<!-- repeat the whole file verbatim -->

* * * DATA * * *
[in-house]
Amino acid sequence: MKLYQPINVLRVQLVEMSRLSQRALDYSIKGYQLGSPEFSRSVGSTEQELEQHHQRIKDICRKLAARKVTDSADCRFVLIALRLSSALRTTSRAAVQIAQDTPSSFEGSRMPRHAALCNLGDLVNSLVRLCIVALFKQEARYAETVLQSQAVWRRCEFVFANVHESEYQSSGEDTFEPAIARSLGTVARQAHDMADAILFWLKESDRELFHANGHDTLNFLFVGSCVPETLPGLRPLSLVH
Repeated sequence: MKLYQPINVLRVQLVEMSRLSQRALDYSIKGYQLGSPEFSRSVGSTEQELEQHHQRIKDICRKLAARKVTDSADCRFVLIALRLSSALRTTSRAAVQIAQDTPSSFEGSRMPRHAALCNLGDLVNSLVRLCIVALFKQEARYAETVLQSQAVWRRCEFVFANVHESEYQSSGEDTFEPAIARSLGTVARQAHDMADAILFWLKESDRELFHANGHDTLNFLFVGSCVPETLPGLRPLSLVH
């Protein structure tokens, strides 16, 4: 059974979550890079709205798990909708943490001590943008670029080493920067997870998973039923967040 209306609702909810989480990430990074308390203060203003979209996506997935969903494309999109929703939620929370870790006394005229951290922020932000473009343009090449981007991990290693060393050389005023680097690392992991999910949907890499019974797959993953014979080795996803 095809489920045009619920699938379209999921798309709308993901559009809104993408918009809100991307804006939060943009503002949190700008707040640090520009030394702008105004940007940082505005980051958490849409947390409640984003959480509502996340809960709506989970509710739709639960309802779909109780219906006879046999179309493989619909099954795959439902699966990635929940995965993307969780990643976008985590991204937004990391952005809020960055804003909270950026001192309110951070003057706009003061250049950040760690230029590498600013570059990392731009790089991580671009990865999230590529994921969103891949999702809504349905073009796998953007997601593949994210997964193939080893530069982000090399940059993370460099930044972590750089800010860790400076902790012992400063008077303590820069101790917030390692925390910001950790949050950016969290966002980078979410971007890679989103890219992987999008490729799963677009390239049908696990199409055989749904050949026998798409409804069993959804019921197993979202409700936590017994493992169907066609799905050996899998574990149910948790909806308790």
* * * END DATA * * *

[in-house]
Amino acid sequence: MKLYQPINVLRVQLVEMSRLSQRALDYSIKGYQLGSPEFSRSVGSTEQELEQHHQRIKDICRKLAARKVTDSADCRFVLIALRLSSALRTTSRAAVQIAQDTPSSFEGSRMPRHAALCNLGDLVNSLVRLCIVALFKQEARYAETVLQSQAVWRRCEFVFANVHESEYQSSGEDTFEPAIARSLGTVARQAHDMADAILFWLKESDRELFHANGHDTLNFLFVGSCVPETLPGLRPLSLVH
Repeated sequence: MKLYQPINVLRVQLVEMSRLSQRALDYSIKGYQLGSPEFSRSVGSTEQELEQHHQRIKDICRKLAARKVTDSADCRFVLIALRLSSALRTTSRAAVQIAQDTPSSFEGSRMPRHAALCNLGDLVNSLVRLCIVALFKQEARYAETVLQSQAVWRRCEFVFANVHESEYQSSGEDTFEPAIARSLGTVARQAHDMADAILFWLKESDRELFHANGHDTLNFLFVGSCVPETLPGLRPLSLVH
């Protein structure tokens, strides 16, 4: 059974979550890079709205798990909708943490001590943008670029080493920067997870998973039923967040 209306609702909810989480990430990074308390203060203003979209996506997935969903494309999109929703939620929370870790006394005229951290922020932000473009343009090449981007991990290693060393050389005023680097690392992991999910949907890499019974797959993953014979080795996803 095809489920045009619920699938379209999921798309709308993901559009809104993408918009809100991307804006939060943009503002949190700008707040640090520009030394702008105004940007940082505005980051958490849409947390409640984003959480509502996340809960709506989970509710739709639960309802779909109780219906006879046999179309493989619909099954795959439902699966990635929940995965993307969780990643976008985590991204937004990391952005809020960055804003909270950026001192309110951070003057706009003061250049950040760690230029590498600013570059990392731009790089991580671009990865999230590529994921969103891949999702809504349905073009796998953007997601593949994210997964193939080893530069982000090399940059993370460099930044972590750089800010860790400076902790012992400063008077303590820069101790917030390692925390910001950790949050950016969290966002980078979410971007890679989103890219992987999008490729799963677009390239049908696990199409055989749904050949026998798409409804069993959804019921197993979202409700936590017994493992169907066609799905050996899998574990149910948790909806308790």